University of Virginia
Physics Department

Chemical Change with Mixed Solutions

A Physical Science Activity

2003 Virginia SOLs



Students will


Background Information

 The reaction taking place here is a double replacement reaction or an ion-exchange reaction. In this type of reaction, two ionic compounds are made into solutions and mixed together. The positive ion of one of the compounds will react with the negative ion of the other and form a precipitate. When the precipitate forms, the results are dramatic - a colorful insoluble blue solid appears. The students will observe two liquids with a particular mass resulting in a liquid and solid with the same mass.

In the Copper nitrate solution the positive ion is copper (Cu) and the nitrate radical (NO 3 ) is the negative ion. In the sodium hydroxide solution the sodium (Na) is the positive ion and the radical (OH) is the negative ion. These two solutions form the reactants in the chemical reaction. When mixed, an ion exchange occurs and the copper and sodium switch places in the compounds. One of the products formed after this exchange is copper hydroxide Cu(OH) 2 which is an insoluble, blue gelatin-like solid. The other product, sodium nitrate, NaNO 3 is also a solid but is soluble in water and will remain in solution undetected.




chemical eqn

Student Activity

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Teacher Preparation

A 0.5 molar solution of sodium hydroxide is required to perform this experiment. Measure out 20.0 grams of sodium hydroxide pellets and dissolve them in 500 mL of water.

This will be enough for a class of 20 students working in pairs. You can provide a small container for each lab station and the students can mass out 25 mL and return the remainder to a central location.

Copper nitrate can be dispensed from a central location or distributed in small containers to each lab station. In any event the students will have to mass out 4.8 grams.

50 grams should be enough for a class of 20 students working in pairs.

Caution: Avoid skin contact with the sodium hydroxide pellets. Use rubber gloves while preparing the solution.



Safety glasses and aprons should be used, avoid touching or tasting chemicals.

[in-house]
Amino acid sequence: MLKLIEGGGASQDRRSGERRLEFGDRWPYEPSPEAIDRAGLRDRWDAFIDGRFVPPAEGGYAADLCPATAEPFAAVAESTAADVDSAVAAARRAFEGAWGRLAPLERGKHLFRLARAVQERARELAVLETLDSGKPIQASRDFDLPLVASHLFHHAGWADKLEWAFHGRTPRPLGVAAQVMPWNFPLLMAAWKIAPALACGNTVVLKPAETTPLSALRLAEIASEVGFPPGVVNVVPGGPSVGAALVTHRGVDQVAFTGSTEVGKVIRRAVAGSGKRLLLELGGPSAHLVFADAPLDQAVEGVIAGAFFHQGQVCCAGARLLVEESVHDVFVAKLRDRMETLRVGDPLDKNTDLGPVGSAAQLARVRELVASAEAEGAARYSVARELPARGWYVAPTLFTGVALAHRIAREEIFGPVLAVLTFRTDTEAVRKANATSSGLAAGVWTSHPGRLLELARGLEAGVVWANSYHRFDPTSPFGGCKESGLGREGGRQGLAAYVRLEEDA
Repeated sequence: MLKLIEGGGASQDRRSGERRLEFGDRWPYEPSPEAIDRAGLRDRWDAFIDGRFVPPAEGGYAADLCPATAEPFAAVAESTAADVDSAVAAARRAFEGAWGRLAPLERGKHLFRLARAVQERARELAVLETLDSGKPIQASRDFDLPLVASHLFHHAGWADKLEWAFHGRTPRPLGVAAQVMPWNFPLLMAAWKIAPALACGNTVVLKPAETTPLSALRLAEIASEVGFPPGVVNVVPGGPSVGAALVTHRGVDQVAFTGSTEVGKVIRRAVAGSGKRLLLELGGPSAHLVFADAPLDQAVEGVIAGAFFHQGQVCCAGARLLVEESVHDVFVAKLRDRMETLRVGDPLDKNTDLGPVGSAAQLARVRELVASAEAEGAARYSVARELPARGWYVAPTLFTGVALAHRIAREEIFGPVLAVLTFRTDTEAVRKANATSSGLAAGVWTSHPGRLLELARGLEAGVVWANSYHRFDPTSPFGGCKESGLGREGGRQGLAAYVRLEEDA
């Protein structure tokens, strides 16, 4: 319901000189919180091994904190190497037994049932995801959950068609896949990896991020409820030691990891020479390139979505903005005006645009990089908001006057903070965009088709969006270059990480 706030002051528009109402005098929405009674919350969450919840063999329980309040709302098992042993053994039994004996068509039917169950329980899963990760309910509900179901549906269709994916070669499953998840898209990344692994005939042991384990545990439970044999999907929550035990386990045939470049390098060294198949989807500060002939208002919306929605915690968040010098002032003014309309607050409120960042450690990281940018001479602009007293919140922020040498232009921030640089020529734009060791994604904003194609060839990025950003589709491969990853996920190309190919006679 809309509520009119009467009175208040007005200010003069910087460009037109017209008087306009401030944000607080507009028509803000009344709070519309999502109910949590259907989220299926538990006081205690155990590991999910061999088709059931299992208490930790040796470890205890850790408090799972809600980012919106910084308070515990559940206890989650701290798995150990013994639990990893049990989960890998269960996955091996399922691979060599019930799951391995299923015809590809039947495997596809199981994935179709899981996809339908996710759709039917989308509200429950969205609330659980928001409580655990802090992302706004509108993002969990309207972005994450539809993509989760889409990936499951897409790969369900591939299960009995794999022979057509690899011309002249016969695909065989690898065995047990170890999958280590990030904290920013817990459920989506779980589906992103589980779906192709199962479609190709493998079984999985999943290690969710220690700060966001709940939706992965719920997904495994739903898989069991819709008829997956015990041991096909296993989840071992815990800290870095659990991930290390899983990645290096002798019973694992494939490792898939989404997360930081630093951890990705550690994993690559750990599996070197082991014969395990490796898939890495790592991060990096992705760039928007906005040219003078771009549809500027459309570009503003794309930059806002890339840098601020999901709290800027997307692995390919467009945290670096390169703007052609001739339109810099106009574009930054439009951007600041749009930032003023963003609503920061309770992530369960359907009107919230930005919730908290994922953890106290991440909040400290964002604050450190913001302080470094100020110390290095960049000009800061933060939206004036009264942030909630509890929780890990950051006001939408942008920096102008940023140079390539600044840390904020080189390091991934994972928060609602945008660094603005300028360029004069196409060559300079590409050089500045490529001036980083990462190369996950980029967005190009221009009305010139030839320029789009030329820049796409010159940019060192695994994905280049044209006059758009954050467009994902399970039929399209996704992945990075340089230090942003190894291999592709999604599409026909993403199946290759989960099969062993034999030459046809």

1. With your balance mass out 4.8 grams of copper nitrate on a piece of paper.
    (When massing chemicals on most balances, paper or some type of container must be used to keep the chemical from coming in contact with the metal pan because the chemical may be corrosive. The paper or container must be massed before placing the chemical on it, and then again with the chemical on it. The two masses must be subtracted to obtain the mass of the chemical alone if using a triple arm balance. When using an electronic balance the "tare" function will remove the mass of the paper or container.)
  2. Measure out 25 mL of water in a graduated cylinder and pour it into a 100 mL beaker.
  3. Empty the copper nitrate into the beaker of water and stir until the mixture is completely dissolved. Let the beaker and solution remain on the balance.
  4. Place the second beaker on the balance, measure out 25 mL of the sodium hydroxide solution.
  5. While both solutions are on the balance in separate containers, record the mass. Enter the value in the data section below under "mass of beakers and contents before reaction."
  6. Pour one of the beakers into the other, observe the reaction and record the mass of both the empty and full beakers again. Enter the value in the data section below under "mass of beakers and contents after reaction."


Data Sheet

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Mass of Beakers and Contents Before Reaction

Mass of Beakers and Contents After Reaction



  1. Describe the solution that was made when you mixed copper nitrate in water.


  2. Describe the appearance of the sodium hydroxide solution.


  3. What did you observe when you mixed the two solutions together?


  4. Describe the state of matter, color and solubility of the new substance formed.


  5. A double replacement reaction is also called a ion exchange reaction. Describe the exchange of ions that is taking place.


  6. In a double replacement reaction one product must always be an insoluble solid. Which of the products formed in this reaction is the insoluble solid?


  7. In a double replacement reaction one of the products must always be a soluble solid. Which of these products is the soluble solid?


  8. Describe what would happen if the products you obtained in this reaction were filtered through filter paper.



Students can perform the experiment, filter the product to separate the precipitate from the soluble solid. Then evaporating the remaining solution on a hot plate will yield the white powder sodium nitrate.

Students with special needs

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1. Which of the following equations is a double replacement reaction?

a. 2CO ==> 2C + O2

b. 2Na + 2H2O ==> 2NaOH + H2

c. 2Al + 3Cl2 ==> 2AlCl3

d. Na2CO3 + Ca(OH)2 ==> CaCO3 + 2NaOH